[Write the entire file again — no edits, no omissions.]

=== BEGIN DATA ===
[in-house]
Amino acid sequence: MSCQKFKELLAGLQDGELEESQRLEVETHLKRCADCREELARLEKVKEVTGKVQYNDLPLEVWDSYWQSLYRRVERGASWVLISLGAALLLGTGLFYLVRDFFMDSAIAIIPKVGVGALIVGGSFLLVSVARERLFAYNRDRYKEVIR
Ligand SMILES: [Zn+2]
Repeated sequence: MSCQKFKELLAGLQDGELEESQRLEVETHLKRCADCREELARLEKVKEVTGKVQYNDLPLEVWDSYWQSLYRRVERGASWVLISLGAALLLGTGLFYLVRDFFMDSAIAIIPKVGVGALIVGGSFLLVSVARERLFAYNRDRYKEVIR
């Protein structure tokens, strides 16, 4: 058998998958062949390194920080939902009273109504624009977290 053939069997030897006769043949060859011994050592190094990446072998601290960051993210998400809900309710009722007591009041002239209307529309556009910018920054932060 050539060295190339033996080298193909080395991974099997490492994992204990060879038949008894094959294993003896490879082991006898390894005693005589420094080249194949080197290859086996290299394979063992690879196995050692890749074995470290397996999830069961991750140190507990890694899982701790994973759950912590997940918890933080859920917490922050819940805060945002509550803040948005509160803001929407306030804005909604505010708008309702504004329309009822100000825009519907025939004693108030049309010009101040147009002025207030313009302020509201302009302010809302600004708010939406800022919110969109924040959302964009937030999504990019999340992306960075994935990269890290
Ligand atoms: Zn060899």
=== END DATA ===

[in-house]
Amino acid sequence: MSCQKFKELLAGLQDGELEESQRLEVETHLKRCADCREELARLEKVKEVTGKVQYNDLPLEVWDSYWQSLYRRVERGASWVLISLGAALLLGTGLFYLVRDFFMDSAIAIIPKVGVGALIVGGSFLLVSVARERLFAYNRDRYKEVIR
Ligand SMILES: [Zn+2]
Repeated sequence: MSCQKFKELLAGLQDGELEESQRLEVETHLKRCADCREELARLEKVKEVTGKVQYNDLPLEVWDSYWQSLYRRVERGASWVLISLGAALLLGTGLFYLVRDFFMDSAIAIIPKVGVGALIVGGSFLLVSVARERLFAYNRDRYKEVIR
């Protein structure tokens, strides 16, 4: 058998998958062949390194920080939902009273109504624009977290 053939069997030897006769043949060859011994050592190094990446072998601290960051993210998400809900309710009722007591009041002239209307529309556009910018920054932060 050539060295190339033996080298193909080395991974099997490492994992204990060879038949008894094959294993003896490879082991006898390894005693005589420094080249194949080197290859086996290299394979063992690879196995050692890749074995470290397996999830069961991750140190507990890694899982701790994973759950912590997940918890933080859920917490922050819940805060945002509550803040948005509160803001929407306030804005909604505010708008309702504004329309009822100000825009519907025939004693108030049309010009101040147009002025207030313009302020509201302009302010809302600004708010939406800022919110969109924040959302964009937030999504990019999340992306960075994935990269890290
Ligand atoms: Zn060899």